|Managed Make multiple targets Q [message #127601]
||Wed, 17 November 2004 16:06
| David Jung
Registered: July 2009
I have a (beginner) question about Managed Make projects.|
I have an existing large project that contains multiple directories that
need to be build as shared libraries and several executable targets that
It would be easiest to have these as a single project, as they share many
of the same external includes and libraries.
It is possible (and how - since I've failed to figure it out) to have a
Make project that has multiple targets, some being shared libraries and
I'm running under Linux with fairly standard g++ toolchain. Currently,
the project uses boost-build (which I think better), but it will be easier
for users if I move to good-'ol make. I thought it would be a good idea
to make that move in conjunction with my move to Eclipse/CDT. (I've grown
fond of Eclipse through several Java & C# based projects).
I couldn't find my answer in the newsgroup history or in the guide/FAQ etc.
|Re: Managed Make multiple targets Q [message #873705 is a reply to message #873155]
||Fri, 18 May 2012 18:22
| Fred Richardson
Registered: May 2012
Okay, I can partially answer my own question.|
With a managed build project, you can specify multiple build configurations from the properties dialog.
For a given build configuration you can specify whether it's a dynamic library, static library or executable (under "C/C++ Build -> Settings -> Build Artifact" tab).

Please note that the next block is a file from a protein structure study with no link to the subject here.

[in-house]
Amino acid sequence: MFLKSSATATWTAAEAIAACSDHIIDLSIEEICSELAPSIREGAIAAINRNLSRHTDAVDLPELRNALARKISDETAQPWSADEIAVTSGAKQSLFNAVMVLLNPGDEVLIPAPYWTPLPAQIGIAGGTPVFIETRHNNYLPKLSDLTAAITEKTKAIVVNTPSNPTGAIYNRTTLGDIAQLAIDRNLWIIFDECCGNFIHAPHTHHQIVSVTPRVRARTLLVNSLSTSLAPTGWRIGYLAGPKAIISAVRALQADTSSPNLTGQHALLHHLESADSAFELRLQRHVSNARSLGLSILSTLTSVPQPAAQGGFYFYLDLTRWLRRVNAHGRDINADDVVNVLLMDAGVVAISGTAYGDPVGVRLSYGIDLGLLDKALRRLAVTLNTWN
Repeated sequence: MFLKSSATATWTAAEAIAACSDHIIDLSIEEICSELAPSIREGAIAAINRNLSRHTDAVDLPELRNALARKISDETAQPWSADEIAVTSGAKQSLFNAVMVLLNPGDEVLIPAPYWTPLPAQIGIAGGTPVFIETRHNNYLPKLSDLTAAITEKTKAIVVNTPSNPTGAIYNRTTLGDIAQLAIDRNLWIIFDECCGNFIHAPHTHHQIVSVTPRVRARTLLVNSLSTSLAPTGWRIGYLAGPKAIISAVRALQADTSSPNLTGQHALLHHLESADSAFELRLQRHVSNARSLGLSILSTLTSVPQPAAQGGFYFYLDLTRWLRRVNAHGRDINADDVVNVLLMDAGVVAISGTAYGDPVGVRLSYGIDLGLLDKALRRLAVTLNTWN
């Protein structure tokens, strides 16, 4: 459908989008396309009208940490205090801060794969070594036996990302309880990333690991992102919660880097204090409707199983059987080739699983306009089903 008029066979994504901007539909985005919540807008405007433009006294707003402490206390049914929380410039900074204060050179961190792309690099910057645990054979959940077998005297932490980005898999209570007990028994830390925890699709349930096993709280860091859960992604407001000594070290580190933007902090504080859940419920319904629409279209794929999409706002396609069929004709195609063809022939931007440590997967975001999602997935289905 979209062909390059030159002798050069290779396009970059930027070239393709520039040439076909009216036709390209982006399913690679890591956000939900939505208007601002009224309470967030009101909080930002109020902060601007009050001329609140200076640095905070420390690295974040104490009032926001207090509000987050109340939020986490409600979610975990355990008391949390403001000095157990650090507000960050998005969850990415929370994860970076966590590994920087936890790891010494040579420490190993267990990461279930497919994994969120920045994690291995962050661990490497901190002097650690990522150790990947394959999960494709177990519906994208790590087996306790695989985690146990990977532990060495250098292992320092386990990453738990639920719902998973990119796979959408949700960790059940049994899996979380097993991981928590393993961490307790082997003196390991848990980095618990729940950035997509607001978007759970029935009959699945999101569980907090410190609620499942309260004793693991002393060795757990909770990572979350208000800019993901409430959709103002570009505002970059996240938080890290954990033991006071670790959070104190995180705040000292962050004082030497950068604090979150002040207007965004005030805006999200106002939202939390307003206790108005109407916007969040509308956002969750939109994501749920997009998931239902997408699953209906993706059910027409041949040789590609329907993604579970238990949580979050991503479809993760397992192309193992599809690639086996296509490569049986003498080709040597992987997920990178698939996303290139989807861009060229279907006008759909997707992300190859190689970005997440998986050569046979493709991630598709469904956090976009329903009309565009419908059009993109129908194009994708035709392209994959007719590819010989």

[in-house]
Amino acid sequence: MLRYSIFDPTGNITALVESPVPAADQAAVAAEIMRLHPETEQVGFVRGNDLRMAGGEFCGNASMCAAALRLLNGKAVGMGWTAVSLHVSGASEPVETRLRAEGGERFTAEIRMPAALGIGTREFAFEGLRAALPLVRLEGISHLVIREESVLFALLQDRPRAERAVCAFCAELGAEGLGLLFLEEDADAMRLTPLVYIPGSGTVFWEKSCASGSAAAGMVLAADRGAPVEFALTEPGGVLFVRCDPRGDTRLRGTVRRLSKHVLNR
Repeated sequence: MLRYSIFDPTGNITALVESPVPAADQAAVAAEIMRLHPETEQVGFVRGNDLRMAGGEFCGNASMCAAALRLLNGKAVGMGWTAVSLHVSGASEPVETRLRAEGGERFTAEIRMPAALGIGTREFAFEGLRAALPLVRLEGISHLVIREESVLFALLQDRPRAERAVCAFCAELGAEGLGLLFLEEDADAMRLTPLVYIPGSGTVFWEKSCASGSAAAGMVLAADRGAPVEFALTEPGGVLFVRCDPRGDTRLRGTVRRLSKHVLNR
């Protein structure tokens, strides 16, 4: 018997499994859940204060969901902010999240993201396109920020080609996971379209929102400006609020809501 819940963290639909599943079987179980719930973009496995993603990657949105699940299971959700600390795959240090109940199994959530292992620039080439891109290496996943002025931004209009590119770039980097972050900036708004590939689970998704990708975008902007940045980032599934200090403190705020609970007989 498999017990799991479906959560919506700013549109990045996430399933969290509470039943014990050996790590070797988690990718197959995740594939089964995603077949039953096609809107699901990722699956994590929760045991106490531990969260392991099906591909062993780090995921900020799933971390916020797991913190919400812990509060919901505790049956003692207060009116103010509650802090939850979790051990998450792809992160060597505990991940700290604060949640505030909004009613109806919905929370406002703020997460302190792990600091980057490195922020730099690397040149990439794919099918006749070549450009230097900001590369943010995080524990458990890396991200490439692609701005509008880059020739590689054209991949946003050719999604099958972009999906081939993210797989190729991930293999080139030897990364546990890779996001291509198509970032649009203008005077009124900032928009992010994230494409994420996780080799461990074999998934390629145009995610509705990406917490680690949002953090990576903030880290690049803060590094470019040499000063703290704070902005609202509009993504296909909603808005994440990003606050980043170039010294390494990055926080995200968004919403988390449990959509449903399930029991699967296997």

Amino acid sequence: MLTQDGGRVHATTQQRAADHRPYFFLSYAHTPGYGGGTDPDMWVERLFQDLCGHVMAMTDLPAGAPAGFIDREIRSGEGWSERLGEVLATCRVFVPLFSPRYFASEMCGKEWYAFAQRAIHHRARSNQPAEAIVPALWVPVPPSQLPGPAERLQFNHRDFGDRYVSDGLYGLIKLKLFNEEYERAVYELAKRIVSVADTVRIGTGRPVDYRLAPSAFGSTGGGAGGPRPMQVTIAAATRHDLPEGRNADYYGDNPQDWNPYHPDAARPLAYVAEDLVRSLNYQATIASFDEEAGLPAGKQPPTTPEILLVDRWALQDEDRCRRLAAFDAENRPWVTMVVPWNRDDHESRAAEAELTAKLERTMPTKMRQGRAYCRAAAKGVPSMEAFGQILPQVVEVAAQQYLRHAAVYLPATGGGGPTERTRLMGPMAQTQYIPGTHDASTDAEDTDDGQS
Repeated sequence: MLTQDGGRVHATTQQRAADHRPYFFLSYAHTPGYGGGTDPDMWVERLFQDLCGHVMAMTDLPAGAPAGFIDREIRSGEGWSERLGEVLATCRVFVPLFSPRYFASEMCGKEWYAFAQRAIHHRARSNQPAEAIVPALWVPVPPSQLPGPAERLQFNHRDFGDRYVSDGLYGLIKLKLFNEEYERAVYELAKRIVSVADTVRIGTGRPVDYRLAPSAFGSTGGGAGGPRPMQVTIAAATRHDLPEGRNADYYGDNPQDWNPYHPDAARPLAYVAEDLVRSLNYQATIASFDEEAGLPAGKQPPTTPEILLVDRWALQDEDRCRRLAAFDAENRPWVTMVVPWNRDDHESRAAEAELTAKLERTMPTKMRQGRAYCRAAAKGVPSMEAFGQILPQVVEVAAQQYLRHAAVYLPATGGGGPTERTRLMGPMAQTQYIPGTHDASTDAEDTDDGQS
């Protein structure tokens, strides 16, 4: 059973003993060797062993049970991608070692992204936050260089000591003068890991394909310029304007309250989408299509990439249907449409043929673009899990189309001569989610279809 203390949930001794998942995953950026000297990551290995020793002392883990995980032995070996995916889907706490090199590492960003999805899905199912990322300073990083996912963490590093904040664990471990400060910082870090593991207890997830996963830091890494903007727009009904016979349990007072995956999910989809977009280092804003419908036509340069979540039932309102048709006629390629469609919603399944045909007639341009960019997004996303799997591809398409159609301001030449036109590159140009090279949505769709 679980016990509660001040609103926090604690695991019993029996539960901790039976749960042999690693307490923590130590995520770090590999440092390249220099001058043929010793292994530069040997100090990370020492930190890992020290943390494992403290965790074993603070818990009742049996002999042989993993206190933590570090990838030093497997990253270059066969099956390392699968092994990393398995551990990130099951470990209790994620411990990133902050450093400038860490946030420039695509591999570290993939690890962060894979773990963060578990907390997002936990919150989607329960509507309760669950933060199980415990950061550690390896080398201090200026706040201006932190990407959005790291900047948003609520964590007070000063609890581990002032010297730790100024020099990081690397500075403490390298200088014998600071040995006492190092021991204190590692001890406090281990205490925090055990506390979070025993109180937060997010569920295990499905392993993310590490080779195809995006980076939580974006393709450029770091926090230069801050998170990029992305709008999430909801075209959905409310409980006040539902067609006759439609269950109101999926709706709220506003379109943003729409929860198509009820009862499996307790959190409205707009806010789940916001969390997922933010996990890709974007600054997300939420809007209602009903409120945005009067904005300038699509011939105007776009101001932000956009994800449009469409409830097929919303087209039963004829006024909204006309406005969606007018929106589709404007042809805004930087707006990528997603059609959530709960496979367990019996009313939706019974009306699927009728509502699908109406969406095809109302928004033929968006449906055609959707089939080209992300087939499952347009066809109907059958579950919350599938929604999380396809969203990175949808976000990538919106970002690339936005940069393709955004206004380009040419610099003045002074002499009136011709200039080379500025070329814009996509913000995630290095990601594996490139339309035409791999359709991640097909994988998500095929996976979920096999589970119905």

By default, all the source code in the project is slurped into the current build. You can exclude a source file by right clicking on it and selecting "resource configuration -> exclude from build".
Note nearly all the configurations in the "C/C++ Build" and "C/C++ General" or tied to the selected build configuration at the top of the dialog box.
You can add references so that a static library must be built before the executable that requires it under "C/C++ General -> Paths and Symbols -> References" tab. Oddly you can only select one sub-reference beneath a given project.
So far so good, though I can imagine this is quite tedious if you have say 20 binaries in a package. If one is committed to this, then one could make a master binary with entry points ala git, cvs or svn (e.g. "<master-binary> <command> <options>").
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